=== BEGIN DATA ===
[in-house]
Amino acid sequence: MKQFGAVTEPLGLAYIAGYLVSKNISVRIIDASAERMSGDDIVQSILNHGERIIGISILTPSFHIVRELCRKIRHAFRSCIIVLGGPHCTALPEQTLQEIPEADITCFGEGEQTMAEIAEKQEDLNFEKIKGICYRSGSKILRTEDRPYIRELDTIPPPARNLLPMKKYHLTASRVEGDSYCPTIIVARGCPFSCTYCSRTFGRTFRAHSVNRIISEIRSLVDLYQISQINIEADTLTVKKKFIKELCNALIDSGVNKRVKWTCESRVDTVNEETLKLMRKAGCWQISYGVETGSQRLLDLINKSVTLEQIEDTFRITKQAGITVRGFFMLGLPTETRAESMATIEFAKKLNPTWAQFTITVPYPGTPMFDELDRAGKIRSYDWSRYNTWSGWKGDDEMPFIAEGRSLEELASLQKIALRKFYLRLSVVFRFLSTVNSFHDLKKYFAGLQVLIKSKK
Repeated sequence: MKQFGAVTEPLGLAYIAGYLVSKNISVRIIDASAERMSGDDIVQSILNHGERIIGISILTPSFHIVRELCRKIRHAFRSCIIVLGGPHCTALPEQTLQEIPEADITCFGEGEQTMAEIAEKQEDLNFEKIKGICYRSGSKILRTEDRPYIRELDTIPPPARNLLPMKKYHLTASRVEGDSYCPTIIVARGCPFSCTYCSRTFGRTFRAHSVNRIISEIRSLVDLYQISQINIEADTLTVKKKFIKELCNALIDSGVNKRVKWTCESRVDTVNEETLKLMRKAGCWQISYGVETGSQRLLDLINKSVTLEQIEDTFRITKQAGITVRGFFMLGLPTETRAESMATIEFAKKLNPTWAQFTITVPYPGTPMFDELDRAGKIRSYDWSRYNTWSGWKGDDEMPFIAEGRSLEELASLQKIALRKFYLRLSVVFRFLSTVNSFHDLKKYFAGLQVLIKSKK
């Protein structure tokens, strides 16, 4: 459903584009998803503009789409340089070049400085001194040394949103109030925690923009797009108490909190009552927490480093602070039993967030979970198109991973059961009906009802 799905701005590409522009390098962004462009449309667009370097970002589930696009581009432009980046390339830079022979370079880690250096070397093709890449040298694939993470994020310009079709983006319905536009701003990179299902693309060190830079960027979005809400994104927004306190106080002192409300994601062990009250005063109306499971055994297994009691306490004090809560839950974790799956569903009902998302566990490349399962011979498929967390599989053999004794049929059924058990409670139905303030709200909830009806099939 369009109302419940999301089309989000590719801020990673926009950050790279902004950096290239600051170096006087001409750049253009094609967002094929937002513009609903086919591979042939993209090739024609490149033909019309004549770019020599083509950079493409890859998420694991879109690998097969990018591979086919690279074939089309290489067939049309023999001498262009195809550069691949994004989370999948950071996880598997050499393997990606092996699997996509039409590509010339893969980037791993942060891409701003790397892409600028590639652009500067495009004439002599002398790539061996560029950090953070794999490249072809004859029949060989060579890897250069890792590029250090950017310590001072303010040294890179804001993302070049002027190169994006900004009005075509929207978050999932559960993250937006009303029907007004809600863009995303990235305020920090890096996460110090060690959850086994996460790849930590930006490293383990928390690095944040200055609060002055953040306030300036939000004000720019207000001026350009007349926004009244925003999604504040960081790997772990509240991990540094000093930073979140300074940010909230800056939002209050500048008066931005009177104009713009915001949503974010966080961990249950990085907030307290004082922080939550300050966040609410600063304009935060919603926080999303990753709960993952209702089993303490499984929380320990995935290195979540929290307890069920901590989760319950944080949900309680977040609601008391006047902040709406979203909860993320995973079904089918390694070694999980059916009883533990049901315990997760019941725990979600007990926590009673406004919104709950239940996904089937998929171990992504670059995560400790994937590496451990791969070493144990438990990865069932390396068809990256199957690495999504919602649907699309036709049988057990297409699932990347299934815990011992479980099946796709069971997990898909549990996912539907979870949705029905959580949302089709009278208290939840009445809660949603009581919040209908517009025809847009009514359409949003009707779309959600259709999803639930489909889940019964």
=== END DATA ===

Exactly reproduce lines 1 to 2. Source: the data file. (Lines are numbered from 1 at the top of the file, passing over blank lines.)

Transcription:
[in-house]
Amino acid sequence: MKQFGAVTEPLGLAYIAGYLVSKNISVRIIDASAERMSGDDIVQSILNHGERIIGISILTPSFHIVRELCRKIRHAFRSCIIVLGGPHCTALPEQTLQEIPEADITCFGEGEQTMAEIAEKQEDLNFEKIKGICYRSGSKILRTEDRPYIRELDTIPPPARNLLPMKKYHLTASRVEGDSYCPTIIVARGCPFSCTYCSRTFGRTFRAHSVNRIISEIRSLVDLYQISQINIEADTLTVKKKFIKELCNALIDSGVNKRVKWTCESRVDTVNEETLKLMRKAGCWQISYGVETGSQRLLDLINKSVTLEQIEDTFRITKQAGITVRGFFMLGLPTETRAESMATIEFAKKLNPTWAQFTITVPYPGTPMFDELDRAGKIRSYDWSRYNTWSGWKGDDEMPFIAEGRSLEELASLQKIALRKFYLRLSVVFRFLSTVNSFHDLKKYFAGLQVLIKSKK